If the tax man is reading this – YOU OWE ME MONEY – lots £100’s on a tax rebate….. would be helpful to receive that soon – believe me I doubt they read the blog (big brother paranoia) but when I tried to contact them through the website and calling I just got an automated message telling me if I was owed money they would know and would be dealing with it — then it automatically HUNG UP! Now this may be true but I tend to be a little unlucky with bureaucratic red tape and things that may take a few months usually roll on for years if my names and codes are attached to it! imagesCAEEZNXM

Anyway back to the post. I have had a productive morning, waking early on my writing day, doing some laundry (despite the rain which is supposedly clearing by dinner time!), starting my diet and exercise regime ready to not be uncomfortable in my skin at my brother’s wedding this Autumn and in the hope I fit back into some of my dresses this summer. By the time I logged on it was 10:30, I felt guilty and then I THREW AWAY that negative feeling, I could have slept in until 10! alarm-clock

So I made a start (as I always do) at the beginning of a writing day, by making a list. A set of goals, jobs to do, things to research, write, read.

paper-notesI am well disciplined and stay off social media until there is a break point or after the list has been completed is better. Breaks tend to elongate without you realising once you are trapped in the social media bubble. The way I see it is I wouldn’t have access if I was at work. I am at work (writing) – I have no access. My brain is so easy to kid!

Sometimes (depending what is on the list) time gets rolling fast and it will be time to pack up before I have ticked off the 1st two items. I do NOT worry. The post-it list is stuck in my writing diary, ready with the starting point if my next writing session.

Today’s list consists of research and writing. Plus I had a few business emails to read/ respond to. That’s the biggest surprise I think in writing, the fact that ADMIN takes up so much time. It took ages to flag up the emails, despite using designated email addresses for different areas.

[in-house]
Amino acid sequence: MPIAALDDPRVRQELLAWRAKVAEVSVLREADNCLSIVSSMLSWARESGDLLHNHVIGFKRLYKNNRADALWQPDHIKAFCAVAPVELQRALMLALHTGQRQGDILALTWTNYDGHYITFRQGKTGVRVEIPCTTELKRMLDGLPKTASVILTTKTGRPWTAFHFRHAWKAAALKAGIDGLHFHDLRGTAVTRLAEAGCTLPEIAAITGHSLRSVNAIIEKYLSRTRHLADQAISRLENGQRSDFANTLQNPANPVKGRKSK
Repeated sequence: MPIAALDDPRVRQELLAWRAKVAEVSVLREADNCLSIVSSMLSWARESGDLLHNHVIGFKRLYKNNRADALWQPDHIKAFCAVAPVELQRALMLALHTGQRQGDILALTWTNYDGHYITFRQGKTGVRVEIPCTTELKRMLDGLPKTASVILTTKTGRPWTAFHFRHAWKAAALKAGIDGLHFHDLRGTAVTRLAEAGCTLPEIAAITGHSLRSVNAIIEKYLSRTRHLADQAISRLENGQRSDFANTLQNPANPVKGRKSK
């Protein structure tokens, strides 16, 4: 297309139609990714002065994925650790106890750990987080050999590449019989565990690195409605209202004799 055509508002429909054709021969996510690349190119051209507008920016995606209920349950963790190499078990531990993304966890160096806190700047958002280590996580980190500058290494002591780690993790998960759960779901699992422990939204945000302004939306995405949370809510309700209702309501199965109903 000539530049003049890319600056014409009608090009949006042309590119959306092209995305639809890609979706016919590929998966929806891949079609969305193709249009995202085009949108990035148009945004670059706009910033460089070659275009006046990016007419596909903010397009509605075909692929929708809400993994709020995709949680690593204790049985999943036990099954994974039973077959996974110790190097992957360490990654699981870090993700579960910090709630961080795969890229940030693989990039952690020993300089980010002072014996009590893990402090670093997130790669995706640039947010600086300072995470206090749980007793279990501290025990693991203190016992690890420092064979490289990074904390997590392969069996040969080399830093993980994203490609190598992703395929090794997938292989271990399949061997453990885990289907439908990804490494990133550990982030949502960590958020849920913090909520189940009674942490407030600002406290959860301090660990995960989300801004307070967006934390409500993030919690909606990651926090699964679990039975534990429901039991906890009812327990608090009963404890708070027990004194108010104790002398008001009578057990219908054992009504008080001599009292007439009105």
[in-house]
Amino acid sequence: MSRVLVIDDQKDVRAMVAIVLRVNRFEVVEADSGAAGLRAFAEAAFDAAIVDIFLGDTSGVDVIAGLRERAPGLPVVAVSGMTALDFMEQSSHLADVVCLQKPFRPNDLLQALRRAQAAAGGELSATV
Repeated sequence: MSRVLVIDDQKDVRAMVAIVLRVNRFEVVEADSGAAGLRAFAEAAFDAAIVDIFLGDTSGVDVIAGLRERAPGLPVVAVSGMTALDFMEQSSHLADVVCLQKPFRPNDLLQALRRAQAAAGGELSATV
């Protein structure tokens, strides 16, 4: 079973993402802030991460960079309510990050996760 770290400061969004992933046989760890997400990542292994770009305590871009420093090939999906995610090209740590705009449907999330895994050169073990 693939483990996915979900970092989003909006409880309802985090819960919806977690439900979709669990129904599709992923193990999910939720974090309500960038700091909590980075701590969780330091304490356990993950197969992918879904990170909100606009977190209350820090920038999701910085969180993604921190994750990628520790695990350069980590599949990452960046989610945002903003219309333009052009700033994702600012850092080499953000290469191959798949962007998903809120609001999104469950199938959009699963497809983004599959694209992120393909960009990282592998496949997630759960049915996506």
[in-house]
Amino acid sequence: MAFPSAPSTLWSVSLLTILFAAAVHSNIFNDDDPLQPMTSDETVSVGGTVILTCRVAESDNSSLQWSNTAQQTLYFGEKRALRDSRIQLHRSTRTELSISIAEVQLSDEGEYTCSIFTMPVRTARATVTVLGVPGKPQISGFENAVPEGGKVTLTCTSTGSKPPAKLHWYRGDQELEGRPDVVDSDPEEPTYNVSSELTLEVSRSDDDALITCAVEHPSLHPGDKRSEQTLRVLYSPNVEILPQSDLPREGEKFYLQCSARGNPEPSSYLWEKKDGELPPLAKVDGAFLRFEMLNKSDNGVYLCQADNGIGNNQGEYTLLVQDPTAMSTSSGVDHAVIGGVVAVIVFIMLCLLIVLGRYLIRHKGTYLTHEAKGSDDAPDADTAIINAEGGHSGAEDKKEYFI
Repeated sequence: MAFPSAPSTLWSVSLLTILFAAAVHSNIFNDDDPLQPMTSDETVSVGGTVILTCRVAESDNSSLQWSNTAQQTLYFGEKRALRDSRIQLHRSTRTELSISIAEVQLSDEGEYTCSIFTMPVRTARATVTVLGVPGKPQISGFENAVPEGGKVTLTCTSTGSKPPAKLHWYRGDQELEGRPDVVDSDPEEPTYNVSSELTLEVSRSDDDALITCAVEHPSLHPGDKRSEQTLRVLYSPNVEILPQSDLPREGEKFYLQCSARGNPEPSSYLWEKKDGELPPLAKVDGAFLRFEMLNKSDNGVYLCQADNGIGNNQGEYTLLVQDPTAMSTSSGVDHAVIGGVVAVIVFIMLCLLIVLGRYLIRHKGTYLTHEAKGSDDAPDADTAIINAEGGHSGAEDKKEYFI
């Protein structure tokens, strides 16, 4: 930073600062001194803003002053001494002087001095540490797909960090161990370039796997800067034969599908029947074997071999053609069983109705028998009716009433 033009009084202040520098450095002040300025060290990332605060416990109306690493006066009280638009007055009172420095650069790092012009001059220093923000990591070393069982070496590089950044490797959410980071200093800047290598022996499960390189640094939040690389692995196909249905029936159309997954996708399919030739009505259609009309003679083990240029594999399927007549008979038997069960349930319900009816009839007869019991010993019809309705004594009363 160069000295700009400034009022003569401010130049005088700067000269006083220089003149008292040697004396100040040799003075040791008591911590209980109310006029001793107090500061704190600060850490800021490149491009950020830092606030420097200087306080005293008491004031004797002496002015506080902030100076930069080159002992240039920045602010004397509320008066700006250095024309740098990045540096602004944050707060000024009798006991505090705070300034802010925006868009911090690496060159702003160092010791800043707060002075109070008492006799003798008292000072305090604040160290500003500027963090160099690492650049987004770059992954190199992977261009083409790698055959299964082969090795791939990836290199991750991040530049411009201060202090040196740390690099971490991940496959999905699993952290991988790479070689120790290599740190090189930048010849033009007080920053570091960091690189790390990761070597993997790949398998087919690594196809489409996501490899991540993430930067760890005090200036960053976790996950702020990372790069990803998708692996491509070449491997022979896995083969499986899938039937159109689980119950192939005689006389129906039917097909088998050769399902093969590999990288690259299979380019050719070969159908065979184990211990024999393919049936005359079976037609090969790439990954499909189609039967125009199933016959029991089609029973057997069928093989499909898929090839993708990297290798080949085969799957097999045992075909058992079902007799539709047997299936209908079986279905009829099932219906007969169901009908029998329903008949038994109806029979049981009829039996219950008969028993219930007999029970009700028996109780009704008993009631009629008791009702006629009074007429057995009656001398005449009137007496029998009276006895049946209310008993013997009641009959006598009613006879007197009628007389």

to do I have currently applied for a pop-up performance arranged by Naked Lungs for this year’s Birmingham Literature Festival, have 2 – 4 short stories to complete (2 this week if I can) and several poems to write, some to follow up the workshop at Acton Scott Farm with Jean Atkin, some for a performance tomorrow night (1st one in 13 days, took a bit of a break!), some for this weekend and others to catch up on other projects I have only had time to dip in and out of. I also have my first official book review to write (for which I was paid, a complimentary copy of the poetry pamphlet)!

I have 14 websites to looks at/research, a character to create from a world I know very little about (eek!), I have a scratch night I probably won’t make pencilled in* and a book launch. This weekend is the Writing West Midlands Creative Writing Group and a deadline for some written submissions.

* Conserving energy (and petrol) WLF – Worcester LitFest in a fortnight and lots going on before then too. Plus I now have to fit EXERCISE into the schedule – and don’t suggest parking and striding to the gigs – I get red faced after about 3 minutes and would need a shower when I arrived and most venues have no dressing rooms or facilities!

So I had best get on with my list! imagesCAISM7Z5

 

Time Management:

  • Split chunks of time, I find not being to prescriptive works well (in my day job, things have to fit in allocated slots of time) and it feels good to break free! I started at 10:30 and said I could have a break in an hour, that kind of thing.

 

  • Know what you need to do, get your head down and try to do it.

 

  • I say try because creativity cannot be forced or pushed, some days it comes easier than others. So the true TIME management falls in making sure there is time to complete your projects when you have those duff days. This is usually a 4 day buffer at least, depending on length of editing/ proofing time.

 

  • I always try to get things written in time to give it some rest and a look over/ edit before submission – this is usually a period of a week if you have enough time to do this it can be beneficial.

 

  • Keep your unfinished list to know where your starting point is next time.

 

  • If you can that starting point should be part way through something -or the start of a task based on researching or something you can get into straight away. The problem with starting with your next writing job is the possibility you will be staring at a blank screen for some of the time.

 

  • Try not to lose focus. I often set alarms on my phone, that way I don’t even have to glance at the onscreen clock anyway.

 

  • Try to ease the pressure off. You are your Boss, it is always beneficial to get on with the Boss right?

 

  • And just like real work (unless you work in Health or Education/ Public Sector) take some breaks and give yourself treats and incentives for reaching target! Not food though – you don’t want a writer’s (saggy) bottom!

 

Good Luck! Green-Clovers-Vector-Illustration

PS I used part of my break to write this – I am now walking away from the screen!